Senator Elizabeth Warren is known for having “a plan” for everything, but her recent interview with the National Education Association makes it clear that she is far more interested in getting elected than in actually fulfilling any of her campaign promises.
When pressed on how she would provide additional funding for education, Sen. Warren told National Education Association President Lily Eskelson Garcia that “there’s always money. It’s there.” The statement would be viewed as totally outrageous and disconnected from reality had it been made by President Donald Trump. However, since it’s coming from a progressive Democratic candidate, it’s gotten little or no attention from the mainstream media.
Sen. Warren did note in her statement that the government could choose to allot less money to the Department of Defense in order to increase spending for educational institutions. She also stated that a budget is about priorities, which seems to allude to plans to cut spending in some arenas in order to cover her ambitious proposals. However, the fact remains that the United States government never has an unlimited amount of money to work with.
For instance, President Trump has recently asked Congress to provide $713.3 billion for the Department of Defense for 2020. If the DoD received this same amount of money every single year for ten years, and Sen. Warren took all that money to spend on national programs such as free child care, forgiveness for student debt, Medicare for All, and the Green New Deal, she would only have $7 trillion to work with.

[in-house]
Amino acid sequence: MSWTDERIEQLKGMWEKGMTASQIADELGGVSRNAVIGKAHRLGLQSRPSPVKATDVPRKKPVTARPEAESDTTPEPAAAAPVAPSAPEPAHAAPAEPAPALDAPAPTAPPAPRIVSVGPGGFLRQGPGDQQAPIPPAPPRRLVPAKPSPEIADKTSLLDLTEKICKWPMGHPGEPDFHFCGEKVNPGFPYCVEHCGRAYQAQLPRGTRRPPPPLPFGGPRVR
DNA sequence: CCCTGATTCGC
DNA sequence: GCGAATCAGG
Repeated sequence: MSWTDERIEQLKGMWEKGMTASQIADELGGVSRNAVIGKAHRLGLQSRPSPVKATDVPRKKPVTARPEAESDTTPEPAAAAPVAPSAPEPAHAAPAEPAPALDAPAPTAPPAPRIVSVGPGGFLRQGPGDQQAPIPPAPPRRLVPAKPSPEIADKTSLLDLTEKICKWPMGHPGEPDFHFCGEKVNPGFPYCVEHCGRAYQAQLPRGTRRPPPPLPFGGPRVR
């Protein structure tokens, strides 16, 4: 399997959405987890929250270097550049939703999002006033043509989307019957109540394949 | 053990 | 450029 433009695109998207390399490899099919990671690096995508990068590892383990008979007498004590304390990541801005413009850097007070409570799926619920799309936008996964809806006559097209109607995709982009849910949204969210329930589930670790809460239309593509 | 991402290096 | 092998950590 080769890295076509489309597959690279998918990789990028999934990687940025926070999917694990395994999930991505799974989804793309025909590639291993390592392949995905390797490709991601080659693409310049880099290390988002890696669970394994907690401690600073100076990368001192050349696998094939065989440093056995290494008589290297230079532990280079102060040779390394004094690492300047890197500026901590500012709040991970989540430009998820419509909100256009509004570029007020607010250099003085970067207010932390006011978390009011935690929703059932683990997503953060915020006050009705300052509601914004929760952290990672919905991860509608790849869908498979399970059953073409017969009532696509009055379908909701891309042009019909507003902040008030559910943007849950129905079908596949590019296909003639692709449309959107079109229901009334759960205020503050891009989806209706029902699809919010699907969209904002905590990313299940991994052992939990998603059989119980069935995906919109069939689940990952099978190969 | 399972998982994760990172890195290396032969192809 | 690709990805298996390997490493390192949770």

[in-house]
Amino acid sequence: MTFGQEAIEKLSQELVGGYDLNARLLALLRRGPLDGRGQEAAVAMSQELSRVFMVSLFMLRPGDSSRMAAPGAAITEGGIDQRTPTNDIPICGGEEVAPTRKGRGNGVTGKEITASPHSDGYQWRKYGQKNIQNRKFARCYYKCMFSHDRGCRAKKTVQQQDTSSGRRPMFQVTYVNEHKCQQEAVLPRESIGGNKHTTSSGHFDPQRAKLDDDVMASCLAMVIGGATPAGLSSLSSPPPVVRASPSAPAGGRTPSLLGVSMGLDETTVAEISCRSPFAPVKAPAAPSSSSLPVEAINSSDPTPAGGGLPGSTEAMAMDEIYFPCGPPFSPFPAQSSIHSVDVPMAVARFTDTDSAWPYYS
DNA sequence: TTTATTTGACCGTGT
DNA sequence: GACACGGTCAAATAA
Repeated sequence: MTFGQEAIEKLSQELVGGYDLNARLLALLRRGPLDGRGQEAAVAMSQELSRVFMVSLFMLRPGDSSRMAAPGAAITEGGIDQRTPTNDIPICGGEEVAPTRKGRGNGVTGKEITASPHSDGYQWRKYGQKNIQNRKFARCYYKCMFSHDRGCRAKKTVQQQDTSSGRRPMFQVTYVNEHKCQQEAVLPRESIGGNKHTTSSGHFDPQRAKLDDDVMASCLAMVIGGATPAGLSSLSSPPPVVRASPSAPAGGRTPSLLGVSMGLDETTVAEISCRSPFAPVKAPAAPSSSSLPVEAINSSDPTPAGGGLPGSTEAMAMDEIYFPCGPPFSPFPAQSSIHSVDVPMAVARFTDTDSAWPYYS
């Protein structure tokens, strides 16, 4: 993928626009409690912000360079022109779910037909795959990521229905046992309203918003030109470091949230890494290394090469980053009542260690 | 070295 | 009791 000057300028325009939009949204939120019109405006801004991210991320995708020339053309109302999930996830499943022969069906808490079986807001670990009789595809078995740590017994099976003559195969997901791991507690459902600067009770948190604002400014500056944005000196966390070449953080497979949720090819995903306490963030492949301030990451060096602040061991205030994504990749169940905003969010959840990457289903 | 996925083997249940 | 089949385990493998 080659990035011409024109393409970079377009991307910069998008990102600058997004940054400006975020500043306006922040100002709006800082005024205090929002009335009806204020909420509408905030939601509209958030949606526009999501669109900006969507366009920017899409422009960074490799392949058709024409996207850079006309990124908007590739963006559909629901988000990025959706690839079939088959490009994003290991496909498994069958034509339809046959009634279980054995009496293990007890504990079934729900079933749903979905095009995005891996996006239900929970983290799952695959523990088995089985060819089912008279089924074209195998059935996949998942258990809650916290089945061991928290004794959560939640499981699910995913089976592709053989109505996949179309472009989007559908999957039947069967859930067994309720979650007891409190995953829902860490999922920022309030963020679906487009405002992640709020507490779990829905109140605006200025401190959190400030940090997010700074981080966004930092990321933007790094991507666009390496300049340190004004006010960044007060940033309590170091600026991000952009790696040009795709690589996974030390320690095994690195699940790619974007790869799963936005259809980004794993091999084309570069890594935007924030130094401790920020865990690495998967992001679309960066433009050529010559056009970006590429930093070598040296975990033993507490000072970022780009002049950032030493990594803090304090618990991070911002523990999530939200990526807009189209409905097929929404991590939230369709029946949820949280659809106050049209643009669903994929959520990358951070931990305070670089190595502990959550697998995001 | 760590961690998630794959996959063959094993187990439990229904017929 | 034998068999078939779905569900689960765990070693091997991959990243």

Medicare for All, on its own, would cost the nation anywhere from $28 to $32 trillion over the next ten years. Some estimates say that the Green New Deal would cost the nation a whopping $93 trillion over the same period of time. Eliminating student debt would cost an additional $1.6 trillion.
To say that “money is there and it’s all about priorities” shows extreme naïveté about basic financial principles. The United States may be a wealthy nation, but it does not have an unlimited amount of cash. The amount of money a government can generate depends, in large part, on how much tax revenue can be raised. If the economy is booming and doing well, tax revenue should rise as people and businesses make considerable sums of money. In an economic downturn, people aren’t making money, and tax revenue would decrease. In any case, there is always a limited amount of cash available for the government to spend.
The money isn’t “always there,” which is why fellow Democrat presidential candidates such as South Bend Mayor Pete Buttigieg and former Vice President Joe Biden have made it clear that Sen. Warren’s assertions that she can pay for her programs don’t represent reality. Biden has accused Sen. Warren of “making up” her funding plans while Buttigieg has accused Warren of not being honest with the public about how much her programs will cost. This accusation led the Warren campaign to go after Mayor Pete and accuse him of “repeating Republican talking points.” The campaign did not bother to offer additional explanations or evidence.
If Sen. Warren wins the primary and is elected President of the United States, it’s hard to see how she will fulfill her many unrealistic promises to her base. Money does not, in fact, grow on trees, and the progressives who put her in office may be in for a rude awakening.